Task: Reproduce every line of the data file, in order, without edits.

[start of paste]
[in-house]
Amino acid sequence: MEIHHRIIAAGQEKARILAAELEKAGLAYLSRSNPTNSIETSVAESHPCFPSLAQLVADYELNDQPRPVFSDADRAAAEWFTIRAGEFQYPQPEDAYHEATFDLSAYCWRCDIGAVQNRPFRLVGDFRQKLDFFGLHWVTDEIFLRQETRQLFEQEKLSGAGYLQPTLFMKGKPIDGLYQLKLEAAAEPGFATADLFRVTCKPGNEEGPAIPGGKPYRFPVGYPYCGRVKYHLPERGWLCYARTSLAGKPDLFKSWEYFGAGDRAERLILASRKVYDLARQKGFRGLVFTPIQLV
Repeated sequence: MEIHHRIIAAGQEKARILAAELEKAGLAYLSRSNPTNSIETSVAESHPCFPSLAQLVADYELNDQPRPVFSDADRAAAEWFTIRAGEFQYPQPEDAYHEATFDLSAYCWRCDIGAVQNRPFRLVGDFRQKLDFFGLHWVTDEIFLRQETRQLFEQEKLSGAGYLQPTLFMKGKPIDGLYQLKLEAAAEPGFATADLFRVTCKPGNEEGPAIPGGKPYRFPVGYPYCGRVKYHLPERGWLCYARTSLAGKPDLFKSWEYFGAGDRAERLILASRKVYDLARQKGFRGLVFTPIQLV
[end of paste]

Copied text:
[in-house]
Amino acid sequence: MEIHHRIIAAGQEKARILAAELEKAGLAYLSRSNPTNSIETSVAESHPCFPSLAQLVADYELNDQPRPVFSDADRAAAEWFTIRAGEFQYPQPEDAYHEATFDLSAYCWRCDIGAVQNRPFRLVGDFRQKLDFFGLHWVTDEIFLRQETRQLFEQEKLSGAGYLQPTLFMKGKPIDGLYQLKLEAAAEPGFATADLFRVTCKPGNEEGPAIPGGKPYRFPVGYPYCGRVKYHLPERGWLCYARTSLAGKPDLFKSWEYFGAGDRAERLILASRKVYDLARQKGFRGLVFTPIQLV
Repeated sequence: MEIHHRIIAAGQEKARILAAELEKAGLAYLSRSNPTNSIETSVAESHPCFPSLAQLVADYELNDQPRPVFSDADRAAAEWFTIRAGEFQYPQPEDAYHEATFDLSAYCWRCDIGAVQNRPFRLVGDFRQKLDFFGLHWVTDEIFLRQETRQLFEQEKLSGAGYLQPTLFMKGKPIDGLYQLKLEAAAEPGFATADLFRVTCKPGNEEGPAIPGGKPYRFPVGYPYCGRVKYHLPERGWLCYARTSLAGKPDLFKSWEYFGAGDRAERLILASRKVYDLARQKGFRGLVFTPIQLV